4476.1(.2)/6676.1(.2) Education and Development I: Perspectives 

[IDST 4476.1(.2)]
Introduction to concepts and analysis underlying a comparative understanding of selected educational systems around the world. The course will emphasize comparisons between mainstream educational understandings in the developed world, the agenda of international education organizations, international educational funders, and the implementation of educational systems, both public and private. Specific reference will be made to access to education, curriculum and culture, gender and education, and similar issues with an emphasis on examples from the so-called developing world in Asia, Africa, Latin America and the Middle East/North Africa.


4474 Comparative Perspectives on Innovations in Education – Alternatives [IDST 4474]

Prerequisite: at least thirty (30) credit hours
This course will seek to understand the material and social conditions, practical initiatives, rationale and outcomes of radical alternatives to mainstream education and mainstream education reform. Above and beyond in-depth discussions of perspectives on informal and non-formal educational systems, the works of Illich, Freire, and other educational radicals will be discussed, as will the concepts of intercultural bilingual education, social capital education, and other alternative conceptions of education. The course will provide a forum for the discussion and deeper understanding of the relation between the larger social, political and economic structure and educational goals and objectives of radical education alternatives. Considerable emphasis will be given to examples and case studies from the regions or sub-regions of Asia, Africa, Latin America and the Middle East/North Africa.


4518 Introduction to International Comparative Education: Perspectives [IDST 4518]

Prerequisite: at least thirty (30) credit hours
Introduction to concepts and analysis underlying a comparative understanding of selected educational systems around the world. The course will emphasize comparisons between mainstream educational understandings in the developed world, the agenda of international education organizations, international educational funders, and the implementation of educational systems, both public and private. Specific reference will be made to access to education, curriculum and culture, gender and education and similar issues with an emphasis on examples from the so-called developing world in Asia, Africa, Latin America, and the Middle East/North Africa.


4528 Introduction to International Comparative Education Policies [IDST 4528]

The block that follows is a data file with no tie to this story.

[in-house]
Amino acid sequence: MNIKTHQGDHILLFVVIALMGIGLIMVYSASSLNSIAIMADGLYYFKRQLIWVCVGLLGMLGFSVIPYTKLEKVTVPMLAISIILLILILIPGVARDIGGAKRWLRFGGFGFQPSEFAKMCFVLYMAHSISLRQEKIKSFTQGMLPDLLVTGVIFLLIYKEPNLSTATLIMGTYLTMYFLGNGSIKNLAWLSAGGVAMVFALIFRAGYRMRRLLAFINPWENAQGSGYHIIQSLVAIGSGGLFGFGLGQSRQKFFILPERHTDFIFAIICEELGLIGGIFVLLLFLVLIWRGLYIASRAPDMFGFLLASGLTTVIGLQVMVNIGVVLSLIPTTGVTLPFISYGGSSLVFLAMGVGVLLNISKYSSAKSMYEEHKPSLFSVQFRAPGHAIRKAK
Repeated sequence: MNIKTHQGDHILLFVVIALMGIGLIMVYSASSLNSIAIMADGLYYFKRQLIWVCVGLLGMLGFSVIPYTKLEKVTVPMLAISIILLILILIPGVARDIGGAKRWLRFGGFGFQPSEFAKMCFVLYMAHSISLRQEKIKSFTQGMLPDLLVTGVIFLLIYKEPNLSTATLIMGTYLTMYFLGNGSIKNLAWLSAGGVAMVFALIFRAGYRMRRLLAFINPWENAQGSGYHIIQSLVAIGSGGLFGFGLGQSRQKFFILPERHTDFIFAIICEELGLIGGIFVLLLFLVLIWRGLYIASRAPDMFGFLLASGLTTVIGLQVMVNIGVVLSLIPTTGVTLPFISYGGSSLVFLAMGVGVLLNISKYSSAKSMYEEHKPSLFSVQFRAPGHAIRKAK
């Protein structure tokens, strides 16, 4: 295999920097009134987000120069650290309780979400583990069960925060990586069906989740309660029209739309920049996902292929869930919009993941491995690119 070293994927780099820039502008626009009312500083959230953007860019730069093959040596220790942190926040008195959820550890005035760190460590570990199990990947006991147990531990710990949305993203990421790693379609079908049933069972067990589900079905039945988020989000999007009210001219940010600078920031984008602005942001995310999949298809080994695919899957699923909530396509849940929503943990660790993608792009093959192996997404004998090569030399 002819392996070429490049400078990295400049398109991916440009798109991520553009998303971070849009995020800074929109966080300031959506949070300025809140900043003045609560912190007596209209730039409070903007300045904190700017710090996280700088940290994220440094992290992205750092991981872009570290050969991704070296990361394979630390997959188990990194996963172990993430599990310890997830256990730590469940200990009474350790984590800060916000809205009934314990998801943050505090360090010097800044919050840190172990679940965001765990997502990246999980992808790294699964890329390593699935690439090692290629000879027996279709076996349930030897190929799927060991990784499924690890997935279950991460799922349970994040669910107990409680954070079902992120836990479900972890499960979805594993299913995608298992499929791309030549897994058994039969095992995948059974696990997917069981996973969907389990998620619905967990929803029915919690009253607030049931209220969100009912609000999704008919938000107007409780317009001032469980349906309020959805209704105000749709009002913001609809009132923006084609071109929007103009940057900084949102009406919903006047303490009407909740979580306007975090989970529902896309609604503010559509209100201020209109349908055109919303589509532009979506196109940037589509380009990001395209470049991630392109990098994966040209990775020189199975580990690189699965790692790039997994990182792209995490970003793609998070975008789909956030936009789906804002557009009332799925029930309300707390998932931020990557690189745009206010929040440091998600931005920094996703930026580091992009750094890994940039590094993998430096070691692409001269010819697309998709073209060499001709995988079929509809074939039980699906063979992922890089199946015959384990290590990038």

Prerequisite: at least thirty (30) credit hours of University courses and EDUC 4518 or permission of Instructor
This course is a continuation of EDUC 4518. Examining and comparison of educational policies in selected countries or regions of the world with a view to assessing educational outcomes, educational processes and the relation between education, the public sector, the private sector and international organizations, and the effect these policies have had, or are having worldwide, with emphasis on the regions or sub-regions Asia, Africa, Latin America and the Middle-East/North Africa.


5523.1(.2) Methods in Mathematics for In-Service Teachers

Intended for teachers from junior and senior high schools in Nova Scotia, students will learn to integrate mathematical skills acquired in other Certificate in the Mathematical Sciences for Education courses into their teaching practice, using these skills to create a more effective learning climate in the math classroom, create and use problem-solving strategies and cooperative learning techniques, make appropriate use of technology, and develop a deeper understanding of the role of secondary school mathematics in lifelong learning. Students will examine a variety of teaching strategies and instructional resources for designing, implementing, and enriching mathematical instruction. They will engage in reflection on their conceptions of math and their teaching approaches, examine and present recent research, share examples of exemplary practice, study students‘ learning needs and curriculum design and develop a personal and professional growth plan.


5659.1(.2) Seminar and Practicum in Teaching English as a Second/Foreign Language

This course consists of a series of professional seminars designed to examine issues related to contemporary English as a Second/Foreign Language pedagogy. Topics include, but are not restricted to, needs analysis, lesson planning, classroom management, and classroom interaction. Students will use a variety of methods, techniques, and strategies to promote second language acquisition, while, at the same time, encouraging reflective practice. This course includes a twenty-five hour supervised practicum during the semester.


5661.1(.2) Language, Culture, and Education 

Prerequisite: at least thirty (30) credit hours 
This course focuses on the personal aspects of intercultural communication - what happens when people from different cultures interact face-to-face. Topics include foundational issues of culture and communication including culture shock, adjustment, re-entry shock, verbal and non-verbal communication, gender, race and class, children‘s ethnic socialization, the status of families as cultural units, and multicultural and anti-racist education. The course emphasizes the development of strategies for successful intercultural education